Thursday, 6 December 2018

Xmas Wine Gifts – you cannot be serious…

Want to give the wine lover in your life a rubbish gift instead of an actual bottle of wine? Why on earth do that? But if you must, we’ve done the searching for you. Yes, it’s the Sediment Xmas Wine Gift Mart. And hurry – these wine gifts may be like sediment itself – left behind when everything else has gone…

Time to redress that rocky relationship between drink and driving, with these gearstick bottle stoppers. Ideal for the designated driver in your family. Available in vintage white, classic rosewood, racing chrome and breath test crystal.

Here’s a bright idea – literally! These rechargeable lights fit into the neck of any empty wine bottle, and magically transform it, into an empty wine bottle with a rechargeable light in the neck. Say goodbye to flaming torches and impress your guests instead with a garden or patio glittering with old wine bottles.

Ding-a-ling! It’s time for wine! Ding-a-ling! Just tinkle this amusing little “ring for wine” bell whenever you fancy a glass. Ding-a-ling! Also a keyring, so your front door key will be conveniently at hand when your spouse throws you out.

What a handy way for cyclists to carry their wine! Now they can keep both hands free for gesticulating at close-passing motorists. Fits all bicycles (with a male crossbar). Warning: the bike wine holder is not recommended for sparkling wines.

Well, you said you only wanted half a glass!! Be prepared for the next sanctimonious guest with this precision-made half glass. Also suitable for guests who are half cut.

This “happy man” corkscrew and bottle stopper set will add a touch of class to your dining table. Carefully designed to suit all Premier Grand Cru Classé clarets.

Well, you said you only wanted “green” wine! Be prepared for the next sanctimonious guest with a wine that’s clearly “greener” than the rest. Warning: not a natural wine.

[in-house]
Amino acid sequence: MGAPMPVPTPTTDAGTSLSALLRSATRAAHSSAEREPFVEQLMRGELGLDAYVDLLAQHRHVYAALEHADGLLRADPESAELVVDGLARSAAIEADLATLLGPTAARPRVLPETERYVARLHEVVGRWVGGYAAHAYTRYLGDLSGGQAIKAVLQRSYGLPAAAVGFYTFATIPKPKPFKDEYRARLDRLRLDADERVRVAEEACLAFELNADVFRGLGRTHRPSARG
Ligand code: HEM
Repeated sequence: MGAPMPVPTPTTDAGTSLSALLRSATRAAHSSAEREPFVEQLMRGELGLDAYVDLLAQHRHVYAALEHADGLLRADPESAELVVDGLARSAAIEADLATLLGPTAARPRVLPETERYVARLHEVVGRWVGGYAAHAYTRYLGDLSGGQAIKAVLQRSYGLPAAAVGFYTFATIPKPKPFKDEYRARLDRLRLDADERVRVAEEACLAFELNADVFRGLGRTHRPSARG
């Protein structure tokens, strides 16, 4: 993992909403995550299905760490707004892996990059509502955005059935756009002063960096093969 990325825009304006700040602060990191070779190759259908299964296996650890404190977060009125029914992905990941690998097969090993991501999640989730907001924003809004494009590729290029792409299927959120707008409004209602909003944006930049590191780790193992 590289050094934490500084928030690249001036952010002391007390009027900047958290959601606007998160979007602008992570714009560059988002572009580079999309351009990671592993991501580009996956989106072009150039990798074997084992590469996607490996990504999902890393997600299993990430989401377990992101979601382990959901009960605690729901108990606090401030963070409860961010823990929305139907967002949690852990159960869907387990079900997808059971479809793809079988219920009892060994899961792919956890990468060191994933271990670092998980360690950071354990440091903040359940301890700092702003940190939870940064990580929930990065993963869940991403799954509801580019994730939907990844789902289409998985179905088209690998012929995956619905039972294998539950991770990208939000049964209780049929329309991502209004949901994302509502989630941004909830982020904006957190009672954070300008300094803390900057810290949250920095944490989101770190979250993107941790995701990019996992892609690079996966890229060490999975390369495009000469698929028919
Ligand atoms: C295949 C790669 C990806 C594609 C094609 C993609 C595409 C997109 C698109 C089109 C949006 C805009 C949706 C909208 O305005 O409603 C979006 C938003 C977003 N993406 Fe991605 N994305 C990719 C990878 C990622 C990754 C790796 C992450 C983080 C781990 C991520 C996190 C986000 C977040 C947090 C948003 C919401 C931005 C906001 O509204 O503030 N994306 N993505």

If you’ve watched the winelover in your life struggling with stubborn corks, then here’s the ideal gift. There isn’t a cork around which this Bosch IXO with corkscrew attachment won’t remove, or shred. Accessories available separately for screwdriving, sanding, drilling and anglegrinding. Ideal for sommeliers. 

No more confusion over whose glass is whose! These attractive “mr and mrs” wineglasses mean you can say goodbye to those nightly mix-ups and arguments. Now there’ll be no more rows – you’ve finished yours, this one’s mine! Not suitable for same-sex couples.

You won’t need to spell out the quality of your wine to your guests, when you serve it with these practical and stylish alphabet bottle stoppers. Letters not available: D, R, C.

You know the precise temperature at which your wine ought to be served, don’t you? Of course you do! So simply strap this stylish wine thermometer to your bottle and it will tell you the temperature of the wine. Or, possibly, the temperature of the bottle. Not suitable for Mateus Rosé.

Start with these grape vines – one red, one white – and it surely can’t be long before you have your own mini-vineyard producing quantities of your own wine. It could even be better than the stuff you buy in the shops! You only need around 600 grapes to make a bottle – so let’s get started! Does not include yeast, fermentation vessel, filter, finings, tank, barrel, bottle or cork.

It’s back! It wouldn’t be Christmas without Wine Monkey, this woolly wine bottle caddy thing which supposedly looks like a monkey. Invaluable for warming up bottles of red – or white for that matter –  and hiding embarrassing own-brand labels. You can see how it incomprehensibly continues to amuse and entertain these guests! They’re still not arguing about Brexit!!

Finally, the ideal gift for anyone who doesn’t have an old man or two around this Christmas to complain about the price, look, taste, quantity, order, and nationality of the wine they’re serving. Warning: this SEDIMENT book may cause readers to choke on their cornflakes (Julian Barnes). Click here to order now in time for Xmas. 


Thursday, 29 November 2018

Bolney Dark Harvest: Unexpected